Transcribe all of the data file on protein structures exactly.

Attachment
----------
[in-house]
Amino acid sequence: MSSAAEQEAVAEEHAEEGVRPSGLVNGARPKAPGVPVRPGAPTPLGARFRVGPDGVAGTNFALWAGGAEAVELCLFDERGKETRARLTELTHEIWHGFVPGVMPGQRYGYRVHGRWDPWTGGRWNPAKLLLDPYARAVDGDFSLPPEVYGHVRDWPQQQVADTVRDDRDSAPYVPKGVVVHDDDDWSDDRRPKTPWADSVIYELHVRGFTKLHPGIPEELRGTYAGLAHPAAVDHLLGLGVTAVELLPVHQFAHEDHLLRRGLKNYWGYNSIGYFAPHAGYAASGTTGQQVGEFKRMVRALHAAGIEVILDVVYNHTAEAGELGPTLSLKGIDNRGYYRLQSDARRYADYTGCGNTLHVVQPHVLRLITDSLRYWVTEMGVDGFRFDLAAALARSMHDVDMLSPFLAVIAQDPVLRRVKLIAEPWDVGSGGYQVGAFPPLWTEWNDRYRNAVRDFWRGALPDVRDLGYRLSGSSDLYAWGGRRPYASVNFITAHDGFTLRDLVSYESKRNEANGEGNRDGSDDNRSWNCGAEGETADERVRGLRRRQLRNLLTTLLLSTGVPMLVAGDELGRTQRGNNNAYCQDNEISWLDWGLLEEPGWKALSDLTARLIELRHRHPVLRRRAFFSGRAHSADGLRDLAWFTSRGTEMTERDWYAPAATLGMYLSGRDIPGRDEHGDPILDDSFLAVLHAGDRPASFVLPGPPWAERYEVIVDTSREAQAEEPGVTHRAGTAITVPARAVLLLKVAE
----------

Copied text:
[in-house]
Amino acid sequence: MSSAAEQEAVAEEHAEEGVRPSGLVNGARPKAPGVPVRPGAPTPLGARFRVGPDGVAGTNFALWAGGAEAVELCLFDERGKETRARLTELTHEIWHGFVPGVMPGQRYGYRVHGRWDPWTGGRWNPAKLLLDPYARAVDGDFSLPPEVYGHVRDWPQQQVADTVRDDRDSAPYVPKGVVVHDDDDWSDDRRPKTPWADSVIYELHVRGFTKLHPGIPEELRGTYAGLAHPAAVDHLLGLGVTAVELLPVHQFAHEDHLLRRGLKNYWGYNSIGYFAPHAGYAASGTTGQQVGEFKRMVRALHAAGIEVILDVVYNHTAEAGELGPTLSLKGIDNRGYYRLQSDARRYADYTGCGNTLHVVQPHVLRLITDSLRYWVTEMGVDGFRFDLAAALARSMHDVDMLSPFLAVIAQDPVLRRVKLIAEPWDVGSGGYQVGAFPPLWTEWNDRYRNAVRDFWRGALPDVRDLGYRLSGSSDLYAWGGRRPYASVNFITAHDGFTLRDLVSYESKRNEANGEGNRDGSDDNRSWNCGAEGETADERVRGLRRRQLRNLLTTLLLSTGVPMLVAGDELGRTQRGNNNAYCQDNEISWLDWGLLEEPGWKALSDLTARLIELRHRHPVLRRRAFFSGRAHSADGLRDLAWFTSRGTEMTERDWYAPAATLGMYLSGRDIPGRDEHGDPILDDSFLAVLHAGDRPASFVLPGPPWAERYEVIVDTSREAQAEEPGVTHRAGTAITVPARAVLLLKVAE